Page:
Te?on insulation and then passing the inked Te?on wire
through a gas heated oven to dry the ink.
The dried
striping, however, is not permanently affixed to the
Te?on and may be readily rubbed off.
It is a purpose of this invention to provide a method
chloride, and polyvinylidene ?uoride; and alkyl-acrylate
copolymers including copolymers of 90% methyl meth
acrylate-10% methylacrylate, 90% methyl methacrylate~
10% ethylacrylate and the like. The term “Te?on wire,”
therefore, is to be understood as a metal conductor having
with ink in such a manner that the electrical qualities of 35 a sheath of the homopolymer of tetra?uoroethylene or a
sheath of any one or more of the admixtures or co
the Te?on are not materially impaired. It has been dis
of identifying Te?on wire by permanently marking same
covered, in fact, that the present marking method actu
ally improves certain electrical qualities of the Te?on
polymeric products hereinbefore enumerated. “Te?on
ink,” in an analogous fashion refers to liquid suspensions
and then rapidly heating the surface of the impressed
mixtures or copolymeric products. Speci?cally, the com
position of such ink includes ‘(1) a polytetra?uoroethyl
or thermoplastic materials comprising a suitable pigment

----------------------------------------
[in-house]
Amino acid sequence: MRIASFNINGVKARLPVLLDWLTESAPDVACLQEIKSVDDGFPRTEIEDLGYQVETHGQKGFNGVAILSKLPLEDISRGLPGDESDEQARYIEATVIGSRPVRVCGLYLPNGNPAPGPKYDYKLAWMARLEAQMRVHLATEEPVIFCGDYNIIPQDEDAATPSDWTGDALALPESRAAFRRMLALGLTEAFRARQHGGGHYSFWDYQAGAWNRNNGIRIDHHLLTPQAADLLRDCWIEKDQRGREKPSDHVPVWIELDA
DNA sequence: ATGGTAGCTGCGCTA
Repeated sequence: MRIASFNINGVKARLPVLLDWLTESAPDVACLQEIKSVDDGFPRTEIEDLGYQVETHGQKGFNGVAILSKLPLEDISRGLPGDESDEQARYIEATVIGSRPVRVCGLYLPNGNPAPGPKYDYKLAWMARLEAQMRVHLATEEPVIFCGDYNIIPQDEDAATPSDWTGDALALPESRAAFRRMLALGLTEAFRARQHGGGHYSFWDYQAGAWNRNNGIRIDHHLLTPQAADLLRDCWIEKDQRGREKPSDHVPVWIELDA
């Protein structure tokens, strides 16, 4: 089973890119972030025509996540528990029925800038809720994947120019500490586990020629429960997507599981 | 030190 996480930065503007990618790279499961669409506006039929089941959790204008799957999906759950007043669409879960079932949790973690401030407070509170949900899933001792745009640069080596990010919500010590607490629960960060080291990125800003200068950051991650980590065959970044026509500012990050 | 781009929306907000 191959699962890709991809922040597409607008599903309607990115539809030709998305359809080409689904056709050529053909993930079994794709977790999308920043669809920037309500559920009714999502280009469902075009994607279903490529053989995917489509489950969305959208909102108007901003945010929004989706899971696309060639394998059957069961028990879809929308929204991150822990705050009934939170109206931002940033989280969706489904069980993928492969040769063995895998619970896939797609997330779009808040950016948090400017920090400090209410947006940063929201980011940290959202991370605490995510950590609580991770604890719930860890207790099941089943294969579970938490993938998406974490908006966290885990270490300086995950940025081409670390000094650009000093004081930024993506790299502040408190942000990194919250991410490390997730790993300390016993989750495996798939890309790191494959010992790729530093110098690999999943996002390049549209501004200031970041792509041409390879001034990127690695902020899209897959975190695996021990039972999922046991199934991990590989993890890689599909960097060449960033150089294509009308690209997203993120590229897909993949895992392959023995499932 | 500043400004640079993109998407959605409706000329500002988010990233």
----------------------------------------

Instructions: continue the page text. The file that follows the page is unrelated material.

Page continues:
coating on commercial Te?on wires.
In outline, as shown on the drawing, the present meth 40 or colored ?ller admixed with particles of tetra?uoroeth
ylene or particles of any one or more of the aforesaid ad
od comprises impressing Te?on ink on the Te?on wire
Te?on wire with radiant energy to ?x the ink marking
ene dispersion; (2) a ceramic oxide pigment; (3) a bind
permanently. The markings so produced are extremely
durable and cannot be removed except by destroying the 45 er 1(or thickener); (4) a distilled water carrier; and (5)
a ?uorocarbon wetting agent. Ink in accordance with
underlying Te?on.
this speci?cation is commercially available from the Hi
This method differs essentially from all prior marking
Temp Wire Company as Black Marking Fluid, Code
methods in that the Te?on insulation is heated by means
913A. This invention, however, is not directed to the
of radiant energy, whereas, heretofore, the Te?on has
been heated by means of convection or conduction. The 50 particular materials used; but, rather, to the method by
which Te?on wires of the type described may be perma
conduction method is exempli?ed by hot stamping, which,
nently marked with Te?on ink.
as noted above, materially decreases the electrical insulat
ing capacity of Te?on. Convection heating, utilized in
applying striping to Te?on, cannot be performed at a
In accordance with the present invention, the Te?on
Wire or other Te?on article is marked with the desired
temperature which would cause the ink to bond perma 55 identifying symbol by pressing Te?on ink on/ or into the
Te?on surface. For this purpose, any conventional print
manently to the Te?on insulation because the temperature
ing machine may be used. A particular machine which